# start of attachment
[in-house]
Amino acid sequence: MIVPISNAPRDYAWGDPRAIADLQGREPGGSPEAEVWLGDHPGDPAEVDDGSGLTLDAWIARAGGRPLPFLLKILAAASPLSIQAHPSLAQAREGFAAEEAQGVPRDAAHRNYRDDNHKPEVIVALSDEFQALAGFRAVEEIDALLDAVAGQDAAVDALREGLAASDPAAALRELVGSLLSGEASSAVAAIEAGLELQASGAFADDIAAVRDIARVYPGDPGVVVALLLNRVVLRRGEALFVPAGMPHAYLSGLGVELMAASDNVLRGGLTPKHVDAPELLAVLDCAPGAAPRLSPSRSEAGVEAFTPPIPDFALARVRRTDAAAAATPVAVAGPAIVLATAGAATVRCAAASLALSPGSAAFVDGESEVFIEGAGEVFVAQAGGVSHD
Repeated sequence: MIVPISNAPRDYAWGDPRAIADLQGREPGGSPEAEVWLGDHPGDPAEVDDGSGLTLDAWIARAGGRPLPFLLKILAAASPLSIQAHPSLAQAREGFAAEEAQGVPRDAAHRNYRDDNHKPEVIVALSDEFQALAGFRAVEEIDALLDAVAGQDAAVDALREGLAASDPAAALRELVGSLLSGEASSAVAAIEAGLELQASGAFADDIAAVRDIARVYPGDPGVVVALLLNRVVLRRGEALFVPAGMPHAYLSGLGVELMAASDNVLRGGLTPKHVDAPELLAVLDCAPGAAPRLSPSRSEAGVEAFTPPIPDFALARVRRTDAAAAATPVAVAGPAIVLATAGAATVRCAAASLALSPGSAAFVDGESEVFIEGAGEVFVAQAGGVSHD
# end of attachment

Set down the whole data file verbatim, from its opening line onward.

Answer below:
[in-house]
Amino acid sequence: MIVPISNAPRDYAWGDPRAIADLQGREPGGSPEAEVWLGDHPGDPAEVDDGSGLTLDAWIARAGGRPLPFLLKILAAASPLSIQAHPSLAQAREGFAAEEAQGVPRDAAHRNYRDDNHKPEVIVALSDEFQALAGFRAVEEIDALLDAVAGQDAAVDALREGLAASDPAAALRELVGSLLSGEASSAVAAIEAGLELQASGAFADDIAAVRDIARVYPGDPGVVVALLLNRVVLRRGEALFVPAGMPHAYLSGLGVELMAASDNVLRGGLTPKHVDAPELLAVLDCAPGAAPRLSPSRSEAGVEAFTPPIPDFALARVRRTDAAAAATPVAVAGPAIVLATAGAATVRCAAASLALSPGSAAFVDGESEVFIEGAGEVFVAQAGGVSHD
Repeated sequence: MIVPISNAPRDYAWGDPRAIADLQGREPGGSPEAEVWLGDHPGDPAEVDDGSGLTLDAWIARAGGRPLPFLLKILAAASPLSIQAHPSLAQAREGFAAEEAQGVPRDAAHRNYRDDNHKPEVIVALSDEFQALAGFRAVEEIDALLDAVAGQDAAVDALREGLAASDPAAALRELVGSLLSGEASSAVAAIEAGLELQASGAFADDIAAVRDIARVYPGDPGVVVALLLNRVVLRRGEALFVPAGMPHAYLSGLGVELMAASDNVLRGGLTPKHVDAPELLAVLDCAPGAAPRLSPSRSEAGVEAFTPPIPDFALARVRRTDAAAAATPVAVAGPAIVLATAGAATVRCAAASLALSPGSAAFVDGESEVFIEGAGEVFVAQAGGVSHD